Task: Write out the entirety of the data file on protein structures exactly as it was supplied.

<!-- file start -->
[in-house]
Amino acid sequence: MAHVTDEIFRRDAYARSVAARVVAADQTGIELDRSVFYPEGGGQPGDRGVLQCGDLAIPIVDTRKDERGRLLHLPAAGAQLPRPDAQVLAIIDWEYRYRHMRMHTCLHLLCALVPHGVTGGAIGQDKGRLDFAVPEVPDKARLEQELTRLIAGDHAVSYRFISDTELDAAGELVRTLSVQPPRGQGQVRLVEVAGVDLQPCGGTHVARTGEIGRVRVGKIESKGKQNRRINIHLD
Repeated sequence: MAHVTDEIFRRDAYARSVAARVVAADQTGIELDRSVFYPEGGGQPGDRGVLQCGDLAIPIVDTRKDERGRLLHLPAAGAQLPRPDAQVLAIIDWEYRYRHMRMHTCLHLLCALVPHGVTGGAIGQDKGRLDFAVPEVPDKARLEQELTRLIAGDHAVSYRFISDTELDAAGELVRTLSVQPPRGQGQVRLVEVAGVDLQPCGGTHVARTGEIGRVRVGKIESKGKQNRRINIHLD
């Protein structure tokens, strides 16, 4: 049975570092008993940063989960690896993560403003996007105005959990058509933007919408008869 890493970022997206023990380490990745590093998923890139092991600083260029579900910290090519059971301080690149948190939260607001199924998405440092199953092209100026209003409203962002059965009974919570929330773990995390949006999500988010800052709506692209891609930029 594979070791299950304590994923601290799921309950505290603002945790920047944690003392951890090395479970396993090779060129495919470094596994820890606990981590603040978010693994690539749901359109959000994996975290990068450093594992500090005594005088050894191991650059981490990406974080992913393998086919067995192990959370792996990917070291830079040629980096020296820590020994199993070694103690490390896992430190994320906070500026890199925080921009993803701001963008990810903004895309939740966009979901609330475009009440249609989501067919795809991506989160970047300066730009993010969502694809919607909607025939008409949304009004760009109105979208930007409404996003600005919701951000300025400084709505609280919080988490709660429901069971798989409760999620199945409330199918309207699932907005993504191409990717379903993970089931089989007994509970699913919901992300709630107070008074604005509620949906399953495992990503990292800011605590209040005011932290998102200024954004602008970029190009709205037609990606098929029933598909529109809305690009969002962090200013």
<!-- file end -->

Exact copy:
[in-house]
Amino acid sequence: MAHVTDEIFRRDAYARSVAARVVAADQTGIELDRSVFYPEGGGQPGDRGVLQCGDLAIPIVDTRKDERGRLLHLPAAGAQLPRPDAQVLAIIDWEYRYRHMRMHTCLHLLCALVPHGVTGGAIGQDKGRLDFAVPEVPDKARLEQELTRLIAGDHAVSYRFISDTELDAAGELVRTLSVQPPRGQGQVRLVEVAGVDLQPCGGTHVARTGEIGRVRVGKIESKGKQNRRINIHLD
Repeated sequence: MAHVTDEIFRRDAYARSVAARVVAADQTGIELDRSVFYPEGGGQPGDRGVLQCGDLAIPIVDTRKDERGRLLHLPAAGAQLPRPDAQVLAIIDWEYRYRHMRMHTCLHLLCALVPHGVTGGAIGQDKGRLDFAVPEVPDKARLEQELTRLIAGDHAVSYRFISDTELDAAGELVRTLSVQPPRGQGQVRLVEVAGVDLQPCGGTHVARTGEIGRVRVGKIESKGKQNRRINIHLD
């Protein structure tokens, strides 16, 4: 049975570092008993940063989960690896993560403003996007105005959990058509933007919408008869 890493970022997206023990380490990745590093998923890139092991600083260029579900910290090519059971301080690149948190939260607001199924998405440092199953092209100026209003409203962002059965009974919570929330773990995390949006999500988010800052709506692209891609930029 594979070791299950304590994923601290799921309950505290603002945790920047944690003392951890090395479970396993090779060129495919470094596994820890606990981590603040978010693994690539749901359109959000994996975290990068450093594992500090005594005088050894191991650059981490990406974080992913393998086919067995192990959370792996990917070291830079040629980096020296820590020994199993070694103690490390896992430190994320906070500026890199925080921009993803701001963008990810903004895309939740966009979901609330475009009440249609989501067919795809991506989160970047300066730009993010969502694809919607909607025939008409949304009004760009109105979208930007409404996003600005919701951000300025400084709505609280919080988490709660429901069971798989409760999620199945409330199918309207699932907005993504191409990717379903993970089931089989007994509970699913919901992300709630107070008074604005509620949906399953495992990503990292800011605590209040005011932290998102200024954004602008970029190009709205037609990606098929029933598909529109809305690009969002962090200013």